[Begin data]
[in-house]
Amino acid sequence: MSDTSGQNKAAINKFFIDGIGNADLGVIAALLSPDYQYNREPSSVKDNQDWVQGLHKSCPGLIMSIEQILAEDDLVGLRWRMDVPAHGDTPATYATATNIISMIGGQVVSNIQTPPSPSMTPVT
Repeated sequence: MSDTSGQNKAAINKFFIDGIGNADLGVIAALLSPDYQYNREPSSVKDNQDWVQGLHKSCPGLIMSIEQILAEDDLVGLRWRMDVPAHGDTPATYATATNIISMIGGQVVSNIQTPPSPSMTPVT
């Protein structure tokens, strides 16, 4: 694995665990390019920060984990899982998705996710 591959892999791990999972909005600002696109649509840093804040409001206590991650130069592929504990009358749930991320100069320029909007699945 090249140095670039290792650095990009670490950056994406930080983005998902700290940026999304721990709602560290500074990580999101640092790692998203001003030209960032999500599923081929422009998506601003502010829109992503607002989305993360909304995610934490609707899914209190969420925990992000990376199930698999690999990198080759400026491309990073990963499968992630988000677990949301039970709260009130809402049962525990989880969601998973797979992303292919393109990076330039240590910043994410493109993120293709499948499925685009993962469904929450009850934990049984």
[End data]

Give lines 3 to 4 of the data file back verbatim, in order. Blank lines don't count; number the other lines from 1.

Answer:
Repeated sequence: MSDTSGQNKAAINKFFIDGIGNADLGVIAALLSPDYQYNREPSSVKDNQDWVQGLHKSCPGLIMSIEQILAEDDLVGLRWRMDVPAHGDTPATYATATNIISMIGGQVVSNIQTPPSPSMTPVT
């Protein structure tokens, strides 16, 4: 694995665990390019920060984990899982998705996710 591959892999791990999972909005600002696109649509840093804040409001206590991650130069592929504990009358749930991320100069320029909007699945 090249140095670039290792650095990009670490950056994406930080983005998902700290940026999304721990709602560290500074990580999101640092790692998203001003030209960032999500599923081929422009998506601003502010829109992503607002989305993360909304995610934490609707899914209190969420925990992000990376199930698999690999990198080759400026491309990073990963499968992630988000677990949301039970709260009130809402049962525990989880969601998973797979992303292919393109990076330039240590910043994410493109993120293709499948499925685009993962469904929450009850934990049984």